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Thread: Patchy piece of Bondo after applying new layer of Bondo

  1. #1

    Question Patchy piece of Bondo after applying new layer of Bondo



    Picture in link:




    Good Morning,

    I am new to bodywork, and I applied a fresh layer of Bondo.

    However, although the rest of the dogleg is smooth→ there is a patchy area (red circle in the pic) which for some reason is not as smooth as the rest of the newly applied layer.

    What is the cause of having a patchy area, *right after* applying fresh bondo?

    Thanks!

  2. #2
    Join Date
    Nov 2006
    Posts
    2,048

    Default

    Hard to say what caused it. Maybe itís from not using enough pressure on the spreader, maybe itís air bubbles. No matter what caused it, you still need to sand it flat. Sand it down and add more filler if itís low. If you find air bubbles you canít fill them. Trapped air in the bubble will push the new filler out. The way I remove them is to take a 1/4Ē drill bit and twist it with my fingers until I get to the bottom of the bubble. After enlarging the bubble like that you have a wide shallow hole that will accept filler.

    Bob K

  3. #3
    Join Date
    Nov 2005
    Posts
    41,213

    Default

    Apply more Apply more pressure on the first pass so that the filler gets pressed into the scratches and bonds well with the surface. Also, after block sanding the filler you may have low areas that don't get block sanded, you should scratch those low spots so that the next coat of filler will adhere properly.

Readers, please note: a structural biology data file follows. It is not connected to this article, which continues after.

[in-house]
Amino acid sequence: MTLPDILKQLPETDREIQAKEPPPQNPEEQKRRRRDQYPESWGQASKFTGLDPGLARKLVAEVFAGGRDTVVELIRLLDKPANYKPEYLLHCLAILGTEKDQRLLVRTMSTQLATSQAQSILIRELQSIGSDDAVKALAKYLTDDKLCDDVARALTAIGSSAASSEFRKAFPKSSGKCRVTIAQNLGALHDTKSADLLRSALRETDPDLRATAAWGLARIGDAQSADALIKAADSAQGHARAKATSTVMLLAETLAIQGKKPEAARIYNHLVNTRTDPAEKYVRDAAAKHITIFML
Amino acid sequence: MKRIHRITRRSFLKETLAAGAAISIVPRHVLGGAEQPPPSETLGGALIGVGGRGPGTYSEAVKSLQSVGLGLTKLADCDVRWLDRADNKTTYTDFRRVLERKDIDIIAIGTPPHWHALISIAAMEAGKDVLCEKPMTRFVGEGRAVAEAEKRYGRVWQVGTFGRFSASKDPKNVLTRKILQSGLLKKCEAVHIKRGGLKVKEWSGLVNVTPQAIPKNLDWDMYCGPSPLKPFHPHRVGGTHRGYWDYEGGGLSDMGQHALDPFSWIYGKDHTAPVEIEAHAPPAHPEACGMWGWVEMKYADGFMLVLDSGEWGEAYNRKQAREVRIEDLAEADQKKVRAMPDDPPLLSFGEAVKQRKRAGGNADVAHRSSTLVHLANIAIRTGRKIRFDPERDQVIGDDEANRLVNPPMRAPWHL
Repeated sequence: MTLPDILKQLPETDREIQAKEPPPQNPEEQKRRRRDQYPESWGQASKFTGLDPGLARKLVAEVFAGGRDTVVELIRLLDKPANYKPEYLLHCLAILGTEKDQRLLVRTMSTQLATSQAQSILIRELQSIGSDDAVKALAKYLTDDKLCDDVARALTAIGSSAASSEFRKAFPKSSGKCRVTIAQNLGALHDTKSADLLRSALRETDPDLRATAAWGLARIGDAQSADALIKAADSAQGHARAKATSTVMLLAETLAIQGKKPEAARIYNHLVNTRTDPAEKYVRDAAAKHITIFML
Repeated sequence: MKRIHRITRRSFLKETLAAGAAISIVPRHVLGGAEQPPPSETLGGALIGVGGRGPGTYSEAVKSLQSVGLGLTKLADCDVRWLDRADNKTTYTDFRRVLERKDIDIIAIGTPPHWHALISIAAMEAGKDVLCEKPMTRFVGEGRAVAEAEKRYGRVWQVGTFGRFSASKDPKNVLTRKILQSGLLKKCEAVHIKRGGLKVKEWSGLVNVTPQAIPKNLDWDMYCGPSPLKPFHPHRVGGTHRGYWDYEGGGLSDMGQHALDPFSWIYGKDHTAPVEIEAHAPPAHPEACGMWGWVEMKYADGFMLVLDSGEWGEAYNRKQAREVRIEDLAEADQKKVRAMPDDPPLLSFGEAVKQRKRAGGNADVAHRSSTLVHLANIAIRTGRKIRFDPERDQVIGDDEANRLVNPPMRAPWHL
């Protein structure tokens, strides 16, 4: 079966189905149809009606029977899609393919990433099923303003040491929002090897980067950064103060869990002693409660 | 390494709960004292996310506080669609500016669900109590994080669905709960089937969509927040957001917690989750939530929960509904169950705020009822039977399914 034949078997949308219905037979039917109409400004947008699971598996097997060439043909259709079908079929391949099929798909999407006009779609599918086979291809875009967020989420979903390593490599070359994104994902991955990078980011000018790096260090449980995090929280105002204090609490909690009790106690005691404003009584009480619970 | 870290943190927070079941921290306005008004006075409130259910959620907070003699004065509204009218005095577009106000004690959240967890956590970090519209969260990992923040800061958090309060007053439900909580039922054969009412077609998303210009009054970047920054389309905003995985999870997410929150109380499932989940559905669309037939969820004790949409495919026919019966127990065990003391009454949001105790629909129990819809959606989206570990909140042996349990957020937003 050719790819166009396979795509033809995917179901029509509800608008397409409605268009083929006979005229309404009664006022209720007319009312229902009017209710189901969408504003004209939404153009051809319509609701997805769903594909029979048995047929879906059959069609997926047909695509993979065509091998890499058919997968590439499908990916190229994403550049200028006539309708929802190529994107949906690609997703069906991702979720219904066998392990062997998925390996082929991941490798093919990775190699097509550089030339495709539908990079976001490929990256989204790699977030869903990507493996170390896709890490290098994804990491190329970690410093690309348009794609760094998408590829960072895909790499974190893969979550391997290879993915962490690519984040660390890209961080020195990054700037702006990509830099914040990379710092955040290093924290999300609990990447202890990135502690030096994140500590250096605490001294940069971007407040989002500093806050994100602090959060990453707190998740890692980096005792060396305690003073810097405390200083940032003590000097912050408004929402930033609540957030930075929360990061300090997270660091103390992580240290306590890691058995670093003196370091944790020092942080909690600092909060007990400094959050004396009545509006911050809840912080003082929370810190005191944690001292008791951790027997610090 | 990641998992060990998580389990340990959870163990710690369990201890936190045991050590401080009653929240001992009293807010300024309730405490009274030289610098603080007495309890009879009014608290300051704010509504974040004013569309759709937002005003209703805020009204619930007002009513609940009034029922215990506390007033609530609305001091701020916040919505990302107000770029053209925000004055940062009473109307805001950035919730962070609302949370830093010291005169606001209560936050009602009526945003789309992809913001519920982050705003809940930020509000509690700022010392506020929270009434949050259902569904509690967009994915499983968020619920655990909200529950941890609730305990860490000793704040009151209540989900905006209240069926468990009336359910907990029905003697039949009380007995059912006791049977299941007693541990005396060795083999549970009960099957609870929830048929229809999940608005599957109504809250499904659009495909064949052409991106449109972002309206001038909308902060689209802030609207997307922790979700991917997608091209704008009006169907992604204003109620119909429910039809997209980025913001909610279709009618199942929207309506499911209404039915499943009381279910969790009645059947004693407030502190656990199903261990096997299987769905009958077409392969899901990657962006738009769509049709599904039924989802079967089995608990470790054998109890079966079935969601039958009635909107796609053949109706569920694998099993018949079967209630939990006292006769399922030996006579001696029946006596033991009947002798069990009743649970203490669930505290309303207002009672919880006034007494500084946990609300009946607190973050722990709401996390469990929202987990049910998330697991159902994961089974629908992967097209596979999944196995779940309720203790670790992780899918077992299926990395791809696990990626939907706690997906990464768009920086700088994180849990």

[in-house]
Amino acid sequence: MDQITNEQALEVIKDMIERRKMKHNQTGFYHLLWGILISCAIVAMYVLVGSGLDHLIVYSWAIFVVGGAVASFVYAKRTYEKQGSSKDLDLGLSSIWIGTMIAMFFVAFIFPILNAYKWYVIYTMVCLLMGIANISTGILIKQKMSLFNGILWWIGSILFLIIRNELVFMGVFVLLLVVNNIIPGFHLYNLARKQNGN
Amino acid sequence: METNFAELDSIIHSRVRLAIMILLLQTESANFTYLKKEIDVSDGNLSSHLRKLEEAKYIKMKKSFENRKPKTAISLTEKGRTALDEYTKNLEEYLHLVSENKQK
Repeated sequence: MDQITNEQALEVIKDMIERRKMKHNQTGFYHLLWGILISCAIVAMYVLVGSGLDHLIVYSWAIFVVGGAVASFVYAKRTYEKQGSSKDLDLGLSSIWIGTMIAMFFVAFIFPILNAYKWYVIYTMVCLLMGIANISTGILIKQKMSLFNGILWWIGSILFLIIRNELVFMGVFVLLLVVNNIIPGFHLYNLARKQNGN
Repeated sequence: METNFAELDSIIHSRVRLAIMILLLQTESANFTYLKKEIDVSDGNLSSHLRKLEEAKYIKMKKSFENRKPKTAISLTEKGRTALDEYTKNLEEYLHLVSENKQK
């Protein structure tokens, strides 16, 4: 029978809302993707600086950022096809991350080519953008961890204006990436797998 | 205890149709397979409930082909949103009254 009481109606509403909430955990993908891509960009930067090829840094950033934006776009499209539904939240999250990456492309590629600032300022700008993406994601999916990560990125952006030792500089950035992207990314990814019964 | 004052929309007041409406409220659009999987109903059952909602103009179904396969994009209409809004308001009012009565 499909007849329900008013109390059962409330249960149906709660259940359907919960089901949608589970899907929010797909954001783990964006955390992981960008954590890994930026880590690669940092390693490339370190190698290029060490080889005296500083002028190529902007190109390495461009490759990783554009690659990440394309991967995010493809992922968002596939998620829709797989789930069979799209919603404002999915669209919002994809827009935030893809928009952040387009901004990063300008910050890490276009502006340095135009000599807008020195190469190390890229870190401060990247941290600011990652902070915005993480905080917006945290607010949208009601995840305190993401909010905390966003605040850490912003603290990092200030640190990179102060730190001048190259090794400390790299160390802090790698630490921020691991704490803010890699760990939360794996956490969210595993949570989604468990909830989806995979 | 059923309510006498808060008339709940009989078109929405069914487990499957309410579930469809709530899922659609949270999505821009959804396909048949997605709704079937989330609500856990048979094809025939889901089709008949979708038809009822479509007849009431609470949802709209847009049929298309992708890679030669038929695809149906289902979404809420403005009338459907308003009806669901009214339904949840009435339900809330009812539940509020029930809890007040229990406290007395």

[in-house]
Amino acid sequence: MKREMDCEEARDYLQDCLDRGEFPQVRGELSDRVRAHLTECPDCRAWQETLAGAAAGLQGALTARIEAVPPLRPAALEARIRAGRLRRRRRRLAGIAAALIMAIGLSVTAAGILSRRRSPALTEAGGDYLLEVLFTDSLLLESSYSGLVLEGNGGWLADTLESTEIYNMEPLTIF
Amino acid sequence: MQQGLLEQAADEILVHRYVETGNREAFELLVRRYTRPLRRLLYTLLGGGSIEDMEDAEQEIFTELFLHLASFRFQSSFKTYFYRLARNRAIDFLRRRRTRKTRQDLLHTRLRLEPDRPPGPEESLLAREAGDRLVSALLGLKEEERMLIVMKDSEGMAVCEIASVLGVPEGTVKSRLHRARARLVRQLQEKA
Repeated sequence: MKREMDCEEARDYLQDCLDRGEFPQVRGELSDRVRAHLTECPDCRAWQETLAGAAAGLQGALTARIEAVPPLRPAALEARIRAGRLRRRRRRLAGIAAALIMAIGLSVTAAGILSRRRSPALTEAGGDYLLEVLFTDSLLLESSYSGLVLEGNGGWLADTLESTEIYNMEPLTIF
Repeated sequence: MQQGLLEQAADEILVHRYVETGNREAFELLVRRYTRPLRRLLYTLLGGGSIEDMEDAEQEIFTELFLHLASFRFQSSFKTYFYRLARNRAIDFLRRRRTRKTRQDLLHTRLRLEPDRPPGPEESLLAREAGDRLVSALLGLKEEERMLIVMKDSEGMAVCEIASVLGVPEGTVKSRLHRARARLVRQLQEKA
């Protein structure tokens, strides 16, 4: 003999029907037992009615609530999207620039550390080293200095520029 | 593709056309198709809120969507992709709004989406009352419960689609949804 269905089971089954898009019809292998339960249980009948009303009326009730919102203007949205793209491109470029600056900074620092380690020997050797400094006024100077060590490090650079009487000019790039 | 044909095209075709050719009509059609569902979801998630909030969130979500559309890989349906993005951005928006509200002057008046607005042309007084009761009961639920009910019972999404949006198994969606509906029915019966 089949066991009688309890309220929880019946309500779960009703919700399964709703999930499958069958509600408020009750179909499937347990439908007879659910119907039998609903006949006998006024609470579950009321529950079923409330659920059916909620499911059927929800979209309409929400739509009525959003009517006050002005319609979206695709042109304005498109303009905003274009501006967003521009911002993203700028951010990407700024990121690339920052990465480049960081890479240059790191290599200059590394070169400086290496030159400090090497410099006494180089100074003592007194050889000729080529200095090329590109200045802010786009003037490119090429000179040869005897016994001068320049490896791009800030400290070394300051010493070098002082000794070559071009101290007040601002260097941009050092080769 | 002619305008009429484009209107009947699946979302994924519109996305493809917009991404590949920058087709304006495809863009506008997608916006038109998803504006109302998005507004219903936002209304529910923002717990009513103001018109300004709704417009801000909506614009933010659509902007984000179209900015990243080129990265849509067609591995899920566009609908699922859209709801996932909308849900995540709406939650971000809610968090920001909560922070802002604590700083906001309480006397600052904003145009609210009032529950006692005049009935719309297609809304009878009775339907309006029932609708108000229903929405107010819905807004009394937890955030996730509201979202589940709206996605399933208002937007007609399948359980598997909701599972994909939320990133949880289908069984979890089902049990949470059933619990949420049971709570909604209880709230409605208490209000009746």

4. #4

    Default

    GUIDE COAT VS SPRAY PAINT

    What advantage do I have using guide coat over just buying a cheap can of spray paint or even primer?

  5. #5

    Default

    Quote Originally Posted by Len View Post
    Apply more Apply more pressure on the first pass so that the filler gets pressed into the scratches and bonds well with the surface. Also, after block sanding the filler you may have low areas that don't get block sanded, you should scratch those low spots so that the next coat of filler will adhere properly.
    GUIDE COAT VS SPRAY PAINT

    What advantage do I have using guide coat over just buying a cheap can of spray paint or even primer?

  6. #6
    Join Date
    Nov 2006
    Posts
    2,048

    Default

    Guide coat is more like stain than paint but it wonít sink into surfacer. It just makes a color on the surface but doesnít add thickness like paint would. Paint can plug your sandpaper when you sand it off and those pills of paint on the sandpaper can damage the surface that you are trying to make flat. Buy a can of guide coat and donít use much of it in each application. It will last a long time. We all have cans of spray paint laying around but most of us that have tried using it have switched to guide coat after one use. Donít make trouble for yourself to save the $7 you could invest into a can of guide coat that will last years of moderate use. I use dry guide coat on filler and spray on guide coat on surfacer.

    Bob K

  7. #7
    Join Date
    Nov 2005
    Posts
    41,213

    Default

    We use dry guide coat on body filler and aerosol guide coat when wet sanding but the aerosol can also be used on body filler, I just don't like using it multiple times in a confined area then breathing the fumes. The dry guide coat is a black powder that is applied with a large powder puff that comes with the kit, wipe it on then sand it off.

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